Addressing historical biases in TAS history classes

Addressing+historical+biases+in+TAS+history+classes

Addressing historical and political biases in history class can be a challenge, especially when the curriculum itself is biased. Much knowledge regarding social awareness is valued from learning history, but curriculums can also brainwash and deter one from obtaining the desired societal awareness. History teachers at Taipei American School describe the way in which these biases can be best addressed through class activities, assessments and teaching methods. 

 

The extent to which historical biases can be addressed depends on how the teacher approaches the curriculum. Upper School History Teacher Mr. Walker, who teaches both AP World History and AP European History, approaches the acknowledgement of historical biases through initiating the understanding that there are multiple perspectives. “I fully recognize that I am a white man teaching world history and European history… I need to be considerate of people who are not white, [not male and not from the same culture as his own],” Mr. Walker said. 

 

“One big thing that I tried to achieve is to bring in non-traditional perspectives [to broaden the representation],” Mr. Walker said. Mr. Walker often addresses how minorities approach various historical events. For example, when tackling the imperialism topic in AP European History, Mr. Walker shifted the focus to resistance and reactions by non-Europeans.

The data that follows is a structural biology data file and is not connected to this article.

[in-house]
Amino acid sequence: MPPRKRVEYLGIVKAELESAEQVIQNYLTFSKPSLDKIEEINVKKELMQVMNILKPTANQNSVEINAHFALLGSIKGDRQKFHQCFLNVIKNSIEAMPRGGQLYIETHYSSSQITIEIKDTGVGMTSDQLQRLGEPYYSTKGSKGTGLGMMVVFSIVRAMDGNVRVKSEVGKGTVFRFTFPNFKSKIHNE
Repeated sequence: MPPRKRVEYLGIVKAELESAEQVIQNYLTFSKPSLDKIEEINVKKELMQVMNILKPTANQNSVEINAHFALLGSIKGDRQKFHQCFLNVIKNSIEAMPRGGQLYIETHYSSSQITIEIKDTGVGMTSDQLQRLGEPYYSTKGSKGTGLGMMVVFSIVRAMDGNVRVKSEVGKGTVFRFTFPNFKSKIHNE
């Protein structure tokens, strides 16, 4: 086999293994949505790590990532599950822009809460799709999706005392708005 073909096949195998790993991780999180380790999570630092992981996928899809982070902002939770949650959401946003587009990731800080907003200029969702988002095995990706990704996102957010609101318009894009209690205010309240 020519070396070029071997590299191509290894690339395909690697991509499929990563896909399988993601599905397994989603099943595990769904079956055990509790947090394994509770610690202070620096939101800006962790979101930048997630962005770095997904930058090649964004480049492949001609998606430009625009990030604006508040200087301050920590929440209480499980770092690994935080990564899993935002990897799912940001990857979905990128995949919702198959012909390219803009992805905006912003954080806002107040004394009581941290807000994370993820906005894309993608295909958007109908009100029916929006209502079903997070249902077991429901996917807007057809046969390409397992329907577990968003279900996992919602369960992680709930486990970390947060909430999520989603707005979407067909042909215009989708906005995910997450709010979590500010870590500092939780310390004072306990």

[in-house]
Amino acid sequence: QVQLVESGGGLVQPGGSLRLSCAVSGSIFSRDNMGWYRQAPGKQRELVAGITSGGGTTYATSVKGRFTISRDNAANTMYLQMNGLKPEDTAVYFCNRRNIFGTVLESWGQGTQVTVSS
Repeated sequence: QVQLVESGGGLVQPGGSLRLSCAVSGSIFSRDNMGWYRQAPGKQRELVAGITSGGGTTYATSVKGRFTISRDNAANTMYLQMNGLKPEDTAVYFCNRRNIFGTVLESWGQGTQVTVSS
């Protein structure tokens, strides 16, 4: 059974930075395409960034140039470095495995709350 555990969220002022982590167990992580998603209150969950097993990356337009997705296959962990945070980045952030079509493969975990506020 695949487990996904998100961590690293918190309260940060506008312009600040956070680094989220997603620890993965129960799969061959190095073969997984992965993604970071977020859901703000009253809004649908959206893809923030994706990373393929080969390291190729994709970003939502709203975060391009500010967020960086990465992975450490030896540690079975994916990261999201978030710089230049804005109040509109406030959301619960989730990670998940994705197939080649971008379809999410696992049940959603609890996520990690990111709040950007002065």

History and Social Studies Department Chair Dr. Brandon Maguire encourages diversity when interviewing teachers for teaching positions in the department. “Looking back at the 18 years I’ve been here, I [value] diversity [in the History and Social Studies Department],” Dr. Maguire said. Homogeneity within the department can translate into a single-perspective education. 

 

Many class activities are employed by history teachers to instigate a multicultural historical lens. In AP United States History, students made a presentation on the “Greatest Women Civil Rights Leader of All Time” as their unit assessment. “[This activity] shows us how important it is to educate ourselves on information beyond what is in history textbooks,” AP United States History student Laura Hwa (‘22).  

 

Though learning history is ultimately up to interpretation, various teaching approaches to address the historical biases prevalent in many history curriculums may change the way history is perceived.